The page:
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Remembering Srinivasa Sourirajan, the 'father of reverse osmosis'

  • from Shaastra :: vol 03 issue 02 :: Mar 2024
Srinivasa Sourirajan

Dr Srinivasa Sourirajan co-invented the life-saving reverse osmosis water purification process.

Millions of homes around the world rely on reverse osmosis, a water purification process, for their drinking water needs. The process, which runs on the membrane separation principle and is also harnessed for the desalination of seawater, is a life-saver – to the extent that it provides access to safe, potable and relatively low-cost drinking water to billions of people. This transformative chemical process engineering technology owes much to two pioneering engineers – Srinivasa Sourirajan and Sidney Loeb – who co-invented and patented the process in 1964.

Born in 1923, Sourirajan hailed from rural Tamil Nadu, and was among the first generation of Indians to receive a PhD, in chemistry. His research credentials earned him a passage to Yale University, where he received a second doctorate – in chemical engineering. Joining the Department of Engineering at UCLA, Sourirajan was guided to begin research work on the Gibbs Adsorption Equation, which gives an estimate of the extent of adsorption at a liquid surface based on surface tension data. Sourirajan's stint at UCLA coincided with Loeb's, and the two collaborated on research on commercial ultrafiltration membranes – which eventually led to their patent.

Elusive Nobel

For their invention, Srinivasa Sourirajan and Sidney Loeb received several awards. They were also nominated thrice for the Nobel Prize, but never got it. Given the significance of their invention, scientists felt dismayed by this. Menachem Elimelech at Yale University said the two engineers should have received two Nobels — "one for Science and one for Peace".

The principle that governed the reverse osmosis process was fairly simple. As Sourirajan and Loeb described it, "the salt water is pushed against… a film membrane by the application of hydraulic pressure." Under these conditions, the water escaping through the film was considerably enhanced in fresh water, they recorded.

The application of reverse osmosis "will always be one of tremendous engineering, economic and social significance," he noted.

Sourirajan and Loeb's patent application ( noted that while their invention had great utility for the specific purpose of demineralisation of saline waters, it had broader application as well. It "may find application and utilization in the separation of various chemicals where a solute is to be separated from a solution" – in biomedical research, for instance.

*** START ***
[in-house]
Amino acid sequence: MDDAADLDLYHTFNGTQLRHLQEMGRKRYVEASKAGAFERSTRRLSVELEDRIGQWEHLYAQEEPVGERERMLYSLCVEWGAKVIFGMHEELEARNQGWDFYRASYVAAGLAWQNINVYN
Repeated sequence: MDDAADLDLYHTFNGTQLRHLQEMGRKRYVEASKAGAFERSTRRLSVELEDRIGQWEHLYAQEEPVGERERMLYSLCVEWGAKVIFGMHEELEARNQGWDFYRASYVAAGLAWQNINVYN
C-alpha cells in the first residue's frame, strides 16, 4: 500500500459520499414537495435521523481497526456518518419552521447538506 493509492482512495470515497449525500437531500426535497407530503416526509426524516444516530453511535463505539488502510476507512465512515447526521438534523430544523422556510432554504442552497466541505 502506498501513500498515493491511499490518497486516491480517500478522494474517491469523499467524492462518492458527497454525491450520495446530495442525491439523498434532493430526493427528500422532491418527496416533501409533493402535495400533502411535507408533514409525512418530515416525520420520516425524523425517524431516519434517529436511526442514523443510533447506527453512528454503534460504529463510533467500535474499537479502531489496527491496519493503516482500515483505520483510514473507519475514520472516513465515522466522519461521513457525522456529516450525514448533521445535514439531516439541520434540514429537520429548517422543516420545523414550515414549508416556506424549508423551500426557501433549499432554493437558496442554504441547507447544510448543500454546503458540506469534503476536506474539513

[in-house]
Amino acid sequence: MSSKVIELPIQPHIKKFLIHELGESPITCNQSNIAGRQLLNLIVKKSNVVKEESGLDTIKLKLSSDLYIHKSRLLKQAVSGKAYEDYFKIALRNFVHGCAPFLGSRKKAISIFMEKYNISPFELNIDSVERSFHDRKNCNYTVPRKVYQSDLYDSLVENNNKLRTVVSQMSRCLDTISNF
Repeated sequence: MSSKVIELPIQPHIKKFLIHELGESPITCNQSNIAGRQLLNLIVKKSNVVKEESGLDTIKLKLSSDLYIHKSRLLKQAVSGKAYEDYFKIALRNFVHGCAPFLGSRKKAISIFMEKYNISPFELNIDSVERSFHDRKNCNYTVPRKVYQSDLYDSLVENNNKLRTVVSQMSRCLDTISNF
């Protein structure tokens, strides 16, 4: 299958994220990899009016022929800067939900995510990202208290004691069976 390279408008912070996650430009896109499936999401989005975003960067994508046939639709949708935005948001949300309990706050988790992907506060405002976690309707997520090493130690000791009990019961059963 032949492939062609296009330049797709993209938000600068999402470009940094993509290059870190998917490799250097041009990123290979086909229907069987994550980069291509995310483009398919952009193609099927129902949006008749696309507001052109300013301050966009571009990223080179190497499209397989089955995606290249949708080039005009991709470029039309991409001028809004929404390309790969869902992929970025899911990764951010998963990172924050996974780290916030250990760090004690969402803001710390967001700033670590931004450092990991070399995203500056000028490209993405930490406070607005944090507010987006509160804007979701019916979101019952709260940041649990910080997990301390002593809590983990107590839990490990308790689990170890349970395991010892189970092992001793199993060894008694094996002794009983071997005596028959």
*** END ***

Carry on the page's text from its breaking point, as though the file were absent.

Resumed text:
An illustration of the reverse osmosis process

In a 1970 monograph Reverse Osmosis, Sourirajan introduced the reverse osmosis process as a general separation technique "applicable for the separation, concentration, and fractionation of inorganic or organic substances in aqueous or nonaqueous solutions in the liquid or the gaseous phase."

Sourirajan also flagged the significance of the invention. He noted that the major research effort of the reverse osmosis process was in the field of water treatment in general, and saline water conversion in particular. "This application is, and will always be, one of tremendous engineering, economic, and social significance," he wrote.

Access Barrier

The social significance of Sourirajan and Loeb's work is enormous. Yet, large sections remain without access to clean drinking water. The United Nations World Water Development Report 2023 notes that as of 2020, some 2 billion people around the world did not have access to drinking water. An estimated 3.6 billion people lacked access to safely managed sanitation.

Moving to Canada in 1961, Sourirajan began a 25-year stint as a research scientist at the National Research Council. Post-retirement, he founded the Industrial Membrane Research Institute at the University of Ottawa. Later, he established a membrane research laboratory at the National University of Singapore.

Sourirajan passed away in 2022. In its tribute, the journal npj Clean Water called him the "father of reverse osmosis who made a huge impact on our world". His birth centenary year is currently being observed by many institutions in India and around the world. It is a fitting remembrance of a man whose invention touched millions of lives and quenched their thirst.

See also:

The wondrous world of water


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